find the no-underpants state more convenient, and have less "need" of a

layer to prevent chafing against pant-like outer garments, one can't

entirely discount the greater historic tendency for artists to present

women -- far more frequently than men -- in a state of complete nudity.

 

Tangwystyl

*********************************************************

Heather Rose Jones         hrjones at socrates.berkeley.edu

**********************************************************

 

 

From: <hrjones at socrates.Berkeley.EDU>

Newsgroups: rec.org.sca

Subject: Re: Any sources for migration era danish underwear?

Date: 13 Sep 2000 17:48:11 GMT

Organization: University of California at Berkeley

 

Powers <wtp at nds10758.cb.lucent.com> wrote:

: Gracious Gunnora; "Peasants Warriors and Wives" dealing with popular imagery

: of the reformation time period has quite a few depictations of undergarments

: (men and women fighting over who would wear the (under) pants in the family).

 

: Most of them appear to be simple rectangles of cloth with a tie at each

corner.

 

On the other hand, this is a case where we have to examine carefully what

the the artistic representation is trying to "say".  The old saw about

"who wears the pants in the family" is specifically and explicitly about

women "usurping a man's rightful place" by appropriating a specifically

masculine garment.  So, while this particular motif (and I've seen a fair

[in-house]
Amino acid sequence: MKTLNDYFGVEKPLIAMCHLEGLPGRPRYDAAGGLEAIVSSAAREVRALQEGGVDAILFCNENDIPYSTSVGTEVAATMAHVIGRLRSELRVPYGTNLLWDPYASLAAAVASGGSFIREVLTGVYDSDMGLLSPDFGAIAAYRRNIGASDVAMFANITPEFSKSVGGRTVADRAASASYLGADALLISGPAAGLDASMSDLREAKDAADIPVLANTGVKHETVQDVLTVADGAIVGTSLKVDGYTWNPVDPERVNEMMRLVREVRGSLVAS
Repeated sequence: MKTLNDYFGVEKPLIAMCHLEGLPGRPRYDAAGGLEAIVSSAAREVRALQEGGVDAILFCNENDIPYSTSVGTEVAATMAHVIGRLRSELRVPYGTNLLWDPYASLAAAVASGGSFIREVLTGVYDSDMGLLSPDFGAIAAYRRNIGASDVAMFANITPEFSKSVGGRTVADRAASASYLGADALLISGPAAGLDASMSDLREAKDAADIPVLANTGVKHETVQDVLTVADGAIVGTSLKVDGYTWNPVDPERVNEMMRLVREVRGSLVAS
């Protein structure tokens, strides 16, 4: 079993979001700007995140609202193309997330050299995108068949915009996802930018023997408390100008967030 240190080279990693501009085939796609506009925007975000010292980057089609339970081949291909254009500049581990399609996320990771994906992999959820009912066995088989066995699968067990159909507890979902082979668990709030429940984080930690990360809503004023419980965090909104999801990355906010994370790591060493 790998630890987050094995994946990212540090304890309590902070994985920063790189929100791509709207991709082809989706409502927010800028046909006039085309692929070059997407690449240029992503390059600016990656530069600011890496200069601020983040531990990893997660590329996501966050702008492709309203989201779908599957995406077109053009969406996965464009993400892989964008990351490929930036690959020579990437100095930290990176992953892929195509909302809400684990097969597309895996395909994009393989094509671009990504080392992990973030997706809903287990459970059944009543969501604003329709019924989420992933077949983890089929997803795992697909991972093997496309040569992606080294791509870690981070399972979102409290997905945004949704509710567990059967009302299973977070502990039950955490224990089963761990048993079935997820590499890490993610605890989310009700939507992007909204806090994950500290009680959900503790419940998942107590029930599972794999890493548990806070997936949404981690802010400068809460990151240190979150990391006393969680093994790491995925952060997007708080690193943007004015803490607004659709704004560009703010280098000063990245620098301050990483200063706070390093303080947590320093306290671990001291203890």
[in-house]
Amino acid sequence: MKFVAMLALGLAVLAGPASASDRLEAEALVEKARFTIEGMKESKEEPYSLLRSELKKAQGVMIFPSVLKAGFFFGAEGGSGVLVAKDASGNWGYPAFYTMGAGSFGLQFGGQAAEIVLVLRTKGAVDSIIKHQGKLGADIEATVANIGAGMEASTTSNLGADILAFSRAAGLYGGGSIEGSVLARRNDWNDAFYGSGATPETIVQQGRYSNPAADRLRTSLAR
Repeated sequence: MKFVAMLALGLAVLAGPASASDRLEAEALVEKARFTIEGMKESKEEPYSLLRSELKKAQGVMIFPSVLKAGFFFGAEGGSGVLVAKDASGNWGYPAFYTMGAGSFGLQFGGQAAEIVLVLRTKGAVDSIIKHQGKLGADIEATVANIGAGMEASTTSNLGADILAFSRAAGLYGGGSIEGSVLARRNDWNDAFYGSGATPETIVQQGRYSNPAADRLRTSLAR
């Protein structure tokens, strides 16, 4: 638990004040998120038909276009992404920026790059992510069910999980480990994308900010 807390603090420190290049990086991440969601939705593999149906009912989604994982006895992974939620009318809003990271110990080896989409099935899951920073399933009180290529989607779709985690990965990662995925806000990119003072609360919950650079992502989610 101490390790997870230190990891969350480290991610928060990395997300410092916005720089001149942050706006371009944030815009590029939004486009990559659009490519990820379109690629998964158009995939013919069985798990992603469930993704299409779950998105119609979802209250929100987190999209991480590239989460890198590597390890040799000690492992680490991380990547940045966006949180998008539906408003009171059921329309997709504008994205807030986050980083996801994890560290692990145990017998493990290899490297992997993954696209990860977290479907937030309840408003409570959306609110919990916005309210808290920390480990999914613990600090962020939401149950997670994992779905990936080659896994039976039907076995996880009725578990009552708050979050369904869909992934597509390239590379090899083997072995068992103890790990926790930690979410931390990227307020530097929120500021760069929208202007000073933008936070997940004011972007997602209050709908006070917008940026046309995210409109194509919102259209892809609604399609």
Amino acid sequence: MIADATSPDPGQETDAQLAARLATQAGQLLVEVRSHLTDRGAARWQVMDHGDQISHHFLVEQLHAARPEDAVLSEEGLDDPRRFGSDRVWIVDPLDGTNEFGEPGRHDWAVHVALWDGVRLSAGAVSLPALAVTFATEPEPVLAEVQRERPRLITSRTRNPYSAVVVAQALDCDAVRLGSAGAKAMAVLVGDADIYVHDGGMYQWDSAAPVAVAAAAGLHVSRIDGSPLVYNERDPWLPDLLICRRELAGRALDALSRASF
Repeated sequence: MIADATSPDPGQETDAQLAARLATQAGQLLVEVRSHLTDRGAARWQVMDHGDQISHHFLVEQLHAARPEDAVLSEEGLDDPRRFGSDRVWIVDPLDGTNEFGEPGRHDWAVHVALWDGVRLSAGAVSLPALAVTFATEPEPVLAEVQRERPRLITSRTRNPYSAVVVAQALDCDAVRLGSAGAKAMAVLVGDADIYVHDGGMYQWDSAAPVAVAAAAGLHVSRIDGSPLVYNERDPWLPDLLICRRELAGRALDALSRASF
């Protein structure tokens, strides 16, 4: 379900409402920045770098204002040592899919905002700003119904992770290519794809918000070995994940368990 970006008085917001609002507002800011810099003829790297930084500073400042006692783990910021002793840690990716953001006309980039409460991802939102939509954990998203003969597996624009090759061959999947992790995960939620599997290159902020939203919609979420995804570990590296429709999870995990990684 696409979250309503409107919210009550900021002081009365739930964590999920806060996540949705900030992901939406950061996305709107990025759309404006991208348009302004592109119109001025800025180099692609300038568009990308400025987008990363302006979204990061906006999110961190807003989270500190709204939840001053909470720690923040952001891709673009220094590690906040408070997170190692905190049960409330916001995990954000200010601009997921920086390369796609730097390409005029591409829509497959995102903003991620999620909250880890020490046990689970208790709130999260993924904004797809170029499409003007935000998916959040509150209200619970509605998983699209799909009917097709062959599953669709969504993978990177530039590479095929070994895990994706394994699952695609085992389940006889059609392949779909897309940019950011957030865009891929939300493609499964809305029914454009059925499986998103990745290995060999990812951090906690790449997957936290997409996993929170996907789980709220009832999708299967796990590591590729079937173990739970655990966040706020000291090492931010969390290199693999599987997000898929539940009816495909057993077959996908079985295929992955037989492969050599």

numbers of examples of it) is useful evidence about the nature of _men's_

garments, it is less clear that it says anything about _women's_ garments.

 

Tangwystyl

*********************************************************

Heather Rose Jones         hrjones at socrates.berkeley.edu

**********************************************************

 

 

From: sergei592 at aol.com (Sergei592)

Newsgroups: rec.org.sca

Subject: Re: Any sources for migration era danish underwear?

Date: 13 Sep 2000 20:21:04 GMT

 

NO underwear till the 1800s? Ewww! That explains the Middle English jingle 'he

that scytteth with his hole/But he wippe it klene/On his britches it shall be

sene'.

 

Sometimes change IS really progress.

 

 

Date: Mon, 30 Oct 2000 13:41:11 +1030

From: Rebecca Tonkin <rebecca.tonkin at student.adelaide.edu.au>

Organization: The University of Adelaide

Newsgroups: rec.org.sca

Subject: 14th C underwear

 

While looking through the books in the library

in search of women's 14th C underwear, I came across

"A history of the breast" by Marilyn Yalom, 1997.

In it (ch2) she quotes the 14th c poet Eustache Deschamps

as recommending sewing into one's dress "2 pouches into

which the breasts are squeezed... and thrust upwards"

(quote). The source is given as "cited in J Houdoy,

<La beaute' des femmes dans la litterature et dans

l'art du VIIe au XVIe siecles>, p 60-61".

 

Does anyone know if this is a reliable source ?

 

It sounds like a kind of built in breast support in

the undergarment, which could be rather useful